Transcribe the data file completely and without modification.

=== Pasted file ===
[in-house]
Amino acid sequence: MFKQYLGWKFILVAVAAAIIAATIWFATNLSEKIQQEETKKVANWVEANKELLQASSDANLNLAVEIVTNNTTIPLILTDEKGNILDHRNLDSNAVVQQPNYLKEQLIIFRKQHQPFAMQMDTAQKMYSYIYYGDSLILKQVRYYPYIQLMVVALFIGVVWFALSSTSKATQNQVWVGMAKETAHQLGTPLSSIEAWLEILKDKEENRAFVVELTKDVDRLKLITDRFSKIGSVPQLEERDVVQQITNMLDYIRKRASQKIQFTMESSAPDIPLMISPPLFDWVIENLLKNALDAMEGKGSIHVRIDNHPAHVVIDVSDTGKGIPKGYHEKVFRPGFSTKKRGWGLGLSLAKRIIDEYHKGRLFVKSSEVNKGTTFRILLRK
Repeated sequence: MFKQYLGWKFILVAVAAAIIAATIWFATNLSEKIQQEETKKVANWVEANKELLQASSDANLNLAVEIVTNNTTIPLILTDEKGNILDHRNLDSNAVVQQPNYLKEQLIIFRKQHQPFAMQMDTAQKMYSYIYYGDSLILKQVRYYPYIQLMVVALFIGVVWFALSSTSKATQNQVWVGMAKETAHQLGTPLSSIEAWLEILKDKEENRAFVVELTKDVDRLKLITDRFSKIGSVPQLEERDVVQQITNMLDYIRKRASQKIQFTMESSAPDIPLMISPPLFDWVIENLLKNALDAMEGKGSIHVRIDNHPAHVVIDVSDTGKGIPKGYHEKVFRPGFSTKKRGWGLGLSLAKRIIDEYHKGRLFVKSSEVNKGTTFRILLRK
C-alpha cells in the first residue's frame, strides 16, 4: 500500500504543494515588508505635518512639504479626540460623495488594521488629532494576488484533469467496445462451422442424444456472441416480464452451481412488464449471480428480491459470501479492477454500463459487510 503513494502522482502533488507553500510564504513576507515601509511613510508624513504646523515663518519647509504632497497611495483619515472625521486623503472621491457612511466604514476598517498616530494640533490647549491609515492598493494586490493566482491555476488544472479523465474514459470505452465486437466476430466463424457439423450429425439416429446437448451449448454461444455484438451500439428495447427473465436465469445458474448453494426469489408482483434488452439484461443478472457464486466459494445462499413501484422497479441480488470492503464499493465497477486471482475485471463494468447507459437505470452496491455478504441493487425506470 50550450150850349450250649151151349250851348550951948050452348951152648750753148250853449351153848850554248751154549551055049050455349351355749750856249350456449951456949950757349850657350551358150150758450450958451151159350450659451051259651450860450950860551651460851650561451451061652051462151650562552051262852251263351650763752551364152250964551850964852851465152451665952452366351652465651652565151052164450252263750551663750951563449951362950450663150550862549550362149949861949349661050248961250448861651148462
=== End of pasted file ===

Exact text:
[in-house]
Amino acid sequence: MFKQYLGWKFILVAVAAAIIAATIWFATNLSEKIQQEETKKVANWVEANKELLQASSDANLNLAVEIVTNNTTIPLILTDEKGNILDHRNLDSNAVVQQPNYLKEQLIIFRKQHQPFAMQMDTAQKMYSYIYYGDSLILKQVRYYPYIQLMVVALFIGVVWFALSSTSKATQNQVWVGMAKETAHQLGTPLSSIEAWLEILKDKEENRAFVVELTKDVDRLKLITDRFSKIGSVPQLEERDVVQQITNMLDYIRKRASQKIQFTMESSAPDIPLMISPPLFDWVIENLLKNALDAMEGKGSIHVRIDNHPAHVVIDVSDTGKGIPKGYHEKVFRPGFSTKKRGWGLGLSLAKRIIDEYHKGRLFVKSSEVNKGTTFRILLRK
Repeated sequence: MFKQYLGWKFILVAVAAAIIAATIWFATNLSEKIQQEETKKVANWVEANKELLQASSDANLNLAVEIVTNNTTIPLILTDEKGNILDHRNLDSNAVVQQPNYLKEQLIIFRKQHQPFAMQMDTAQKMYSYIYYGDSLILKQVRYYPYIQLMVVALFIGVVWFALSSTSKATQNQVWVGMAKETAHQLGTPLSSIEAWLEILKDKEENRAFVVELTKDVDRLKLITDRFSKIGSVPQLEERDVVQQITNMLDYIRKRASQKIQFTMESSAPDIPLMISPPLFDWVIENLLKNALDAMEGKGSIHVRIDNHPAHVVIDVSDTGKGIPKGYHEKVFRPGFSTKKRGWGLGLSLAKRIIDEYHKGRLFVKSSEVNKGTTFRILLRK
C-alpha cells in the first residue's frame, strides 16, 4: 500500500504543494515588508505635518512639504479626540460623495488594521488629532494576488484533469467496445462451422442424444456472441416480464452451481412488464449471480428480491459470501479492477454500463459487510 503513494502522482502533488507553500510564504513576507515601509511613510508624513504646523515663518519647509504632497497611495483619515472625521486623503472621491457612511466604514476598517498616530494640533490647549491609515492598493494586490493566482491555476488544472479523465474514459470505452465486437466476430466463424457439423450429425439416429446437448451449448454461444455484438451500439428495447427473465436465469445458474448453494426469489408482483434488452439484461443478472457464486466459494445462499413501484422497479441480488470492503464499493465497477486471482475485471463494468447507459437505470452496491455478504441493487425506470 50550450150850349450250649151151349250851348550951948050452348951152648750753148250853449351153848850554248751154549551055049050455349351355749750856249350456449951456949950757349850657350551358150150758450450958451151159350450659451051259651450860450950860551651460851650561451451061652051462151650562552051262852251263351650763752551364152250964551850964852851465152451665952452366351652465651652565151052164450252263750551663750951563449951362950450663150550862549550362149949861949349661050248961250448861651148462